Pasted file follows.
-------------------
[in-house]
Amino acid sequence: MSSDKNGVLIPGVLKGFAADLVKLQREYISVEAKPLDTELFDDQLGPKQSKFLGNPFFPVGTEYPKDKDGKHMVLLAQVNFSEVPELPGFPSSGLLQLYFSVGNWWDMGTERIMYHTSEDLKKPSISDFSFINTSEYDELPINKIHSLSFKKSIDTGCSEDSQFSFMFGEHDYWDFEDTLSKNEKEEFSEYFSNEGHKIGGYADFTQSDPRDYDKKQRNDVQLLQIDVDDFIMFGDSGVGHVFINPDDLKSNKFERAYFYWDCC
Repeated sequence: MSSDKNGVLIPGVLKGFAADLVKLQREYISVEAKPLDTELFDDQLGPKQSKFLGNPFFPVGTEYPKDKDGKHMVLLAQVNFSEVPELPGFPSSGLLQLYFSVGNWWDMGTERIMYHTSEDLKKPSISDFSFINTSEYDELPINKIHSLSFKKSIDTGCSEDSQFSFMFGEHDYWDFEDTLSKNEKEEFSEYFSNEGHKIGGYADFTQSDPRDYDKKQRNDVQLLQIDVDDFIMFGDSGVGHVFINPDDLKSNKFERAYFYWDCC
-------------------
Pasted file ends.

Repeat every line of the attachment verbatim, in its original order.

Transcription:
[in-house]
Amino acid sequence: MSSDKNGVLIPGVLKGFAADLVKLQREYISVEAKPLDTELFDDQLGPKQSKFLGNPFFPVGTEYPKDKDGKHMVLLAQVNFSEVPELPGFPSSGLLQLYFSVGNWWDMGTERIMYHTSEDLKKPSISDFSFINTSEYDELPINKIHSLSFKKSIDTGCSEDSQFSFMFGEHDYWDFEDTLSKNEKEEFSEYFSNEGHKIGGYADFTQSDPRDYDKKQRNDVQLLQIDVDDFIMFGDSGVGHVFINPDDLKSNKFERAYFYWDCC
Repeated sequence: MSSDKNGVLIPGVLKGFAADLVKLQREYISVEAKPLDTELFDDQLGPKQSKFLGNPFFPVGTEYPKDKDGKHMVLLAQVNFSEVPELPGFPSSGLLQLYFSVGNWWDMGTERIMYHTSEDLKKPSISDFSFINTSEYDELPINKIHSLSFKKSIDTGCSEDSQFSFMFGEHDYWDFEDTLSKNEKEEFSEYFSNEGHKIGGYADFTQSDPRDYDKKQRNDVQLLQIDVDDFIMFGDSGVGHVFINPDDLKSNKFERAYFYWDCC